The expedition had left Sanlúcar with 420 casks of wine. All were drained. One by one the other staples vanished—cheese, dried fish, salt pork, beans, peas, anchovies, cereals, onions, raisins, and lentils—until they were left with kegs of brackish, foul-smelling water and biscuits which, having first crumbled into a gray powder, were now slimy with rat droppings and alive with maggots. These, mixed with sawdust, formed a vile muck men could get down only by holding their noses. Rats, which could be roasted, were so prized that they sold for half a ducat each. The capitán-general had warned them that they might have to eat leather, and it came to that. Desperate to appease their stomach pangs, “the famine-stricken fellows,” wrote Antonio Pigafetta, who was one of them, “were forced to gnaw the hides with which the mainyard was covered to prevent chafing.” Because these leather strips had been hardened by “the sun and rain and wind,” he explained, “we were obliged to soften them by putting them overboard four or five days, after which we cooked them on embers and ate them thus.”

The serenity of the Pacific maddened the crews. Yet, as Don Antonio realized, it also saved them: “But for the grace of God and the Blessed Virgin in sending us such magnificent weather, we should all have perished in this gigantic ocean.” Some died anyhow; nineteen succumbed to starvation and were heaved overboard. Those left were emaciated, hollow-cheeked wraiths, their flesh covered with ulcers and bellies distended by edema. Scurvy swelled their gums, teeth fell out, sores formed inside their mouths; swallowing became almost impossible, and then, for the doomed, completely impossible. Too weak to rise, some men sprawled on decks, cowering in patches of shade; those able to stand hobbled about on sticks, babbling to themselves, senile men in their early twenties.

No other vessels crossed their path; indeed, in the six months that passed after they left San Julián they did not encounter another soul. False hopes were raised twice, about halfway through their ordeal, when islands were sighted which proved to be uninhabited and with no bottom for anchoring. Finally, on March 6, 1521, when the life expectancy of the hardiest of them could have been measured in days, they made a genuine landfall. It was Guam in the Marianas, then a nameless isle which, they found, was inhabited by hostile Micronesians—natives who were alienated, perhaps, by the stench emanating from the very bowels of the three wretched ships. Nevertheless Guam provided them with a reprieve. After a warrior party had paddled out to the fleet and stolen a skiff, Magellan sent forty armed men ashore to recover it. They returned with the skiff, and, far more important, fresh water, fish, fruit, poultry, and meat.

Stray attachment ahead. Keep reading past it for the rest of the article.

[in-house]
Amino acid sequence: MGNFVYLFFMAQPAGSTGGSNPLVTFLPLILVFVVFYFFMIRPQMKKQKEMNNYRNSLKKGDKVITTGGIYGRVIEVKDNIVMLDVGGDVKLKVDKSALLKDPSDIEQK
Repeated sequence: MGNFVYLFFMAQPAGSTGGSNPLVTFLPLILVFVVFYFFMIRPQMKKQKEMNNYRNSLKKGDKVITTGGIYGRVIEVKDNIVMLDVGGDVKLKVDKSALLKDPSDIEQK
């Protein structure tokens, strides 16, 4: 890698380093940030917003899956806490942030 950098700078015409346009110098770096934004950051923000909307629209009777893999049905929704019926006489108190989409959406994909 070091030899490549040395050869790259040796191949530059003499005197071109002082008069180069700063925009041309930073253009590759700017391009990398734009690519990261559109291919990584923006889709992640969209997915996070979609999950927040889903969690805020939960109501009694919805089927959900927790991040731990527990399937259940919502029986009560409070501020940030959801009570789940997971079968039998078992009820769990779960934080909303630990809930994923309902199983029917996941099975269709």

Pressing on after three days of convalescence, Trinidad, Conceptión, and Victoria sighted the large Philippine island of Samar on March 16, and then, south of it, tiny Suluan and its neighbor, Homonhon, in the entrance to what is now Leyte Gulf. According to Pigafetta, the capitán-general believed that he had found the Moluccas, but that is highly improbable; Magellan was too skillful a navigator, and knew Oceania too well, to have confused north and south latitude. The Spice Islands were over a thousand miles away. The likeliest explanation for Don Antonio’s confusion is that the admiral, realizing there was no hope of wrenching the Moluccas away from Portugal, had decided to make amends by staking another claim in the name of the Spanish king. And that is precisely what he did, declaring the archipelago, together with all men and beasts therein, to be the property of His Christian Majesty, the sovereign of Castile and Aragon. *